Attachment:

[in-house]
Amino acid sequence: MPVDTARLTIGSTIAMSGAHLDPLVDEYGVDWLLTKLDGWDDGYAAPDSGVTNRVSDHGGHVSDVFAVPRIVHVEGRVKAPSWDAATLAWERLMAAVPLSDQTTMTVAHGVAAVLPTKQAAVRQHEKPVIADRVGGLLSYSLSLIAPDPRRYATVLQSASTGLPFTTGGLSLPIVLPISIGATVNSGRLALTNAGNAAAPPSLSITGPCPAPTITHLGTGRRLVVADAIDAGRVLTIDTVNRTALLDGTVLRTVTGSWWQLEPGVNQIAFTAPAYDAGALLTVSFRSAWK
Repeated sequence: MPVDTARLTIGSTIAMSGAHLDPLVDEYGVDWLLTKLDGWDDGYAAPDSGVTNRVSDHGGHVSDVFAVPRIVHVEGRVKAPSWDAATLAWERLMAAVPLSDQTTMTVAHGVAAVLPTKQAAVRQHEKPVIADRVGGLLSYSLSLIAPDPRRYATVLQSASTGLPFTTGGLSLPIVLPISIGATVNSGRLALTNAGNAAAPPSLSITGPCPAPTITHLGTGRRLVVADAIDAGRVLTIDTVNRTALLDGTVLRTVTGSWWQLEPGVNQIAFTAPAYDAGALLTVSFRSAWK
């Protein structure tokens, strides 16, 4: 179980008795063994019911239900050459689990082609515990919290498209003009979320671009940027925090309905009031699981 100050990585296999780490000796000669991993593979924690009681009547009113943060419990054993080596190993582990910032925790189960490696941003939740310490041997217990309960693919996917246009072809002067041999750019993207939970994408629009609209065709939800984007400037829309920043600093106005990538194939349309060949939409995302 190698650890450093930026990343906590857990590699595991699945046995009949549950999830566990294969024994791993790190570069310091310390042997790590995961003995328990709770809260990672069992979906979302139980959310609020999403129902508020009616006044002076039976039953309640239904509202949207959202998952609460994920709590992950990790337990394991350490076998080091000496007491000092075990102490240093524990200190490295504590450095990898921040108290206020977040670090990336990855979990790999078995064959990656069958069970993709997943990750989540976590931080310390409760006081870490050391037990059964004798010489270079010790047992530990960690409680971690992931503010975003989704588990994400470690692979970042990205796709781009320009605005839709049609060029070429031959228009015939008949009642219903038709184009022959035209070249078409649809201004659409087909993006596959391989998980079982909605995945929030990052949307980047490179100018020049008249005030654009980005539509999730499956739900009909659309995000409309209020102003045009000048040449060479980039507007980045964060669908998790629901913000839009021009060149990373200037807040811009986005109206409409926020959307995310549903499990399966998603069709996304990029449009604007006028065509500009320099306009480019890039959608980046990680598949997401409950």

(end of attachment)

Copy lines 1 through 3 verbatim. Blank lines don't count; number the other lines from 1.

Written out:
[in-house]
Amino acid sequence: MPVDTARLTIGSTIAMSGAHLDPLVDEYGVDWLLTKLDGWDDGYAAPDSGVTNRVSDHGGHVSDVFAVPRIVHVEGRVKAPSWDAATLAWERLMAAVPLSDQTTMTVAHGVAAVLPTKQAAVRQHEKPVIADRVGGLLSYSLSLIAPDPRRYATVLQSASTGLPFTTGGLSLPIVLPISIGATVNSGRLALTNAGNAAAPPSLSITGPCPAPTITHLGTGRRLVVADAIDAGRVLTIDTVNRTALLDGTVLRTVTGSWWQLEPGVNQIAFTAPAYDAGALLTVSFRSAWK
Repeated sequence: MPVDTARLTIGSTIAMSGAHLDPLVDEYGVDWLLTKLDGWDDGYAAPDSGVTNRVSDHGGHVSDVFAVPRIVHVEGRVKAPSWDAATLAWERLMAAVPLSDQTTMTVAHGVAAVLPTKQAAVRQHEKPVIADRVGGLLSYSLSLIAPDPRRYATVLQSASTGLPFTTGGLSLPIVLPISIGATVNSGRLALTNAGNAAAPPSLSITGPCPAPTITHLGTGRRLVVADAIDAGRVLTIDTVNRTALLDGTVLRTVTGSWWQLEPGVNQIAFTAPAYDAGALLTVSFRSAWK